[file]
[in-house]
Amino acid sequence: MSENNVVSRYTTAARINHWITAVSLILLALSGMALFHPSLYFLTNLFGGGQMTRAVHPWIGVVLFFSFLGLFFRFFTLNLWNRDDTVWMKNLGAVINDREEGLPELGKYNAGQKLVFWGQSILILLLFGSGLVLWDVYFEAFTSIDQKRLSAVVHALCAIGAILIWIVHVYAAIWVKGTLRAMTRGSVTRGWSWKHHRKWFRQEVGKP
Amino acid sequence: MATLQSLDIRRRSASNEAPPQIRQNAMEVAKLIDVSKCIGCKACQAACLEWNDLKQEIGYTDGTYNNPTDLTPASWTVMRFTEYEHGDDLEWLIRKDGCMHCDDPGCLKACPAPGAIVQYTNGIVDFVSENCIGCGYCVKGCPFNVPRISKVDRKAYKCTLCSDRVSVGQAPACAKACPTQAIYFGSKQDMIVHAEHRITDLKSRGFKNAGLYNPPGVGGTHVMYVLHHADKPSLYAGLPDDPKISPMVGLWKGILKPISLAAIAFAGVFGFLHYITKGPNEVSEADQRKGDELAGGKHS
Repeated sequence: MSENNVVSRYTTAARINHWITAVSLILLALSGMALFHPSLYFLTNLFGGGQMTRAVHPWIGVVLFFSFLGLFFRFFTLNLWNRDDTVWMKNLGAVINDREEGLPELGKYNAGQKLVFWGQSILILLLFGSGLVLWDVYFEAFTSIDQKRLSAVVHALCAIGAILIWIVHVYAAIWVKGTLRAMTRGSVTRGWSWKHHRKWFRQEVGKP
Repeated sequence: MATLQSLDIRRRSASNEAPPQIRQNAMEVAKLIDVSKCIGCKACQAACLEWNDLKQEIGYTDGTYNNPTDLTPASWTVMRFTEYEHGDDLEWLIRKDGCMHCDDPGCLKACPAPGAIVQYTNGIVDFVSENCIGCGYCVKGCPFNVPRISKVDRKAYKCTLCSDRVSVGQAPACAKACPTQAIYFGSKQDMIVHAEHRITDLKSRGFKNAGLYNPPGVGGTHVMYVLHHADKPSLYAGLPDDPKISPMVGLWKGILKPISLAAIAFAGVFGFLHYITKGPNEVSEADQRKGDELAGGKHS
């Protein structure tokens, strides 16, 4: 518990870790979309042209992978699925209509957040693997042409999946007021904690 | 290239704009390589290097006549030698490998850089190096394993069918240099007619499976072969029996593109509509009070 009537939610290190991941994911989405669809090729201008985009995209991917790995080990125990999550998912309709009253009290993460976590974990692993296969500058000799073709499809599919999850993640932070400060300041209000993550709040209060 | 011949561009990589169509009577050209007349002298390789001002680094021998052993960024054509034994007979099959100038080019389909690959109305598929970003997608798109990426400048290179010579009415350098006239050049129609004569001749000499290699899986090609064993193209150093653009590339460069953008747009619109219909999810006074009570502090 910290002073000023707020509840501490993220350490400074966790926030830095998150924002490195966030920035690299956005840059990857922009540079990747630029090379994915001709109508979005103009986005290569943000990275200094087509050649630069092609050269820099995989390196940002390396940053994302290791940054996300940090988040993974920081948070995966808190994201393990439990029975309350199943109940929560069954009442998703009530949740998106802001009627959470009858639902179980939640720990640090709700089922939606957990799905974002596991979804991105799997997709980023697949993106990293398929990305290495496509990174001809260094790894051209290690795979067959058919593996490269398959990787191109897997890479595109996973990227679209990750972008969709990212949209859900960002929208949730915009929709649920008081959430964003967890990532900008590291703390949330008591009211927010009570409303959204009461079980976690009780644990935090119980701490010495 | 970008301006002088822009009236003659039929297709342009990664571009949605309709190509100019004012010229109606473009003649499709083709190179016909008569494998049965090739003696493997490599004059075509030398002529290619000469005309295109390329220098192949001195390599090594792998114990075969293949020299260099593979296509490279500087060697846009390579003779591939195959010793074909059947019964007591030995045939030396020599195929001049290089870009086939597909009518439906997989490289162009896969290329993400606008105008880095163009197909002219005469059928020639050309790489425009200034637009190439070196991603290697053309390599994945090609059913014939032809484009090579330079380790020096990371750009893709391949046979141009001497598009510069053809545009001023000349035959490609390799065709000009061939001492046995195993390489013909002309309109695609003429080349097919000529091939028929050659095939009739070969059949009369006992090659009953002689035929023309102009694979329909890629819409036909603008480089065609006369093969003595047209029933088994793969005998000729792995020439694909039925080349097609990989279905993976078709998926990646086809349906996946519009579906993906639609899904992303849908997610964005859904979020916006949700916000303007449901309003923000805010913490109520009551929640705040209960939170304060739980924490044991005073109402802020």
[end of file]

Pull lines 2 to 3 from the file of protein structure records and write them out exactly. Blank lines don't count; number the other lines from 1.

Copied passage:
Amino acid sequence: MSENNVVSRYTTAARINHWITAVSLILLALSGMALFHPSLYFLTNLFGGGQMTRAVHPWIGVVLFFSFLGLFFRFFTLNLWNRDDTVWMKNLGAVINDREEGLPELGKYNAGQKLVFWGQSILILLLFGSGLVLWDVYFEAFTSIDQKRLSAVVHALCAIGAILIWIVHVYAAIWVKGTLRAMTRGSVTRGWSWKHHRKWFRQEVGKP
Amino acid sequence: MATLQSLDIRRRSASNEAPPQIRQNAMEVAKLIDVSKCIGCKACQAACLEWNDLKQEIGYTDGTYNNPTDLTPASWTVMRFTEYEHGDDLEWLIRKDGCMHCDDPGCLKACPAPGAIVQYTNGIVDFVSENCIGCGYCVKGCPFNVPRISKVDRKAYKCTLCSDRVSVGQAPACAKACPTQAIYFGSKQDMIVHAEHRITDLKSRGFKNAGLYNPPGVGGTHVMYVLHHADKPSLYAGLPDDPKISPMVGLWKGILKPISLAAIAFAGVFGFLHYITKGPNEVSEADQRKGDELAGGKHS